Film Marie O'Sullivan's Film Reviews

Film Review: Godland (2023)


The arrogance of colonisers, particularly those driven by their religious beliefs, meets the might of nature head-on, and there is only ever going to be one victor in the battle. Icelandic native and Danish-trained director Hlynur Pálmason’s third feature is one of the most beautiful films this year.

There’s a moment in Hlynur Pálmason’s Godland where a priest from the colonising nation attempts to force an Icelandic horse over a narrow track on the side of a steep and rocky mountain. The horse is having none of it, of course, and this clash between nature and the will of a visiting human definitely has hints of Werner Herzog’s Fitzcarraldo about it. But Pálmason dispenses with the Kinski-esque bombast and instead imbues his young Danish priest Lucas (Elliott Crosset Hove) with the quiet self-righteous arrogance of a 19th-century religious leader who believes he knows better than the local population.

Lucas has been tasked with travelling to Iceland (at the time a dependence of Denmark) to oversee the building of a church for the Danish settlers. He is accompanied by a group of Icelanders including a patient translator (Hilmar Guðjónsson) and curmudgeonly guide (the always perfect Ingvar Sigurðsson). The priest treats the early part of the journey as an adventurous pilgrimage until a decision he forces on the travelling group has tragic consequences. The guilt of his choice, combined with the fierce weather begins to haunt and break the priest’s spirit, and by the time he arrives at his destination he is a changed and broken man.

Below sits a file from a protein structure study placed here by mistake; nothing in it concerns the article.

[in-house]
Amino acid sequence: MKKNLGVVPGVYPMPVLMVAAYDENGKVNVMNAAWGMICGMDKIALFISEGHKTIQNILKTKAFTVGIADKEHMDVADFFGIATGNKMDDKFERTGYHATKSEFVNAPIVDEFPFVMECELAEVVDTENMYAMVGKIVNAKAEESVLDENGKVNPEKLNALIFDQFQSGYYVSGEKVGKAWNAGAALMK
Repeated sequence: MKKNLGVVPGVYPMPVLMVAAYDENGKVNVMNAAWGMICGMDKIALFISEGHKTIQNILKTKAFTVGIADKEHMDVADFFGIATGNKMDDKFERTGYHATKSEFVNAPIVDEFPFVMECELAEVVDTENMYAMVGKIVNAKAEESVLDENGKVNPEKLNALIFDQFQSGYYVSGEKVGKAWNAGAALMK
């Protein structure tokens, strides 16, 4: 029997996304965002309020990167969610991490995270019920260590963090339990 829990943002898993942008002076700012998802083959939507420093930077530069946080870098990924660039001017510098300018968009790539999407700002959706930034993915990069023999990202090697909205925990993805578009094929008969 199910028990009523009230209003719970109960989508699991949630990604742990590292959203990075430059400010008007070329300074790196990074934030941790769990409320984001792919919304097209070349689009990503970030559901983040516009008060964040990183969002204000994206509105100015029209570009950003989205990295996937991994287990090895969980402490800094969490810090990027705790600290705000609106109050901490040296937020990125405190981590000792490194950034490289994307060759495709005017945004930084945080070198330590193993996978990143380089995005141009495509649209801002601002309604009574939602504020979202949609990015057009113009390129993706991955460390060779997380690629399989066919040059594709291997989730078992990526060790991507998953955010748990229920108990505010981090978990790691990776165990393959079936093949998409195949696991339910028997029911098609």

The cinematography (even in the restricted space of the 4:3 screen ratio) is stunning. Swedish cinematographer Maria von Hausswolff, Pálmason’s regular collaborator, selects the most breathtaking glaciers, soaring cliffs or rushing waters as the backdrop for the journey, and it’s almost impossible not to feel the biting cold through her imagery. Time-lapse shots show that the mortal body is gone in a blink of an eye in comparison to the timelessness of the planet. A spectacular almost two-minute-long shot of a waterfall puts the minuteness of humanity into perspective.

It’s also worth mentioning the score by Alex Zhang Hungtai, which brings an other-worldly feeling to events – sinister and sparse, it underlines the feeling of alienation without overtones of horror.

Godland comes in at 143 minutes long and is deliberately slow-paced with dialogue at a minimum (the language barrier between Danish and Icelandic speakers is yet another divisive issue for the protagonists). But it earns this run-time with its contemplation of humanity’s place in the world and the best-looking cinematography this year.

Godland is released in UK cinemas and on Curzon Home Cinema from 7th April 2023.

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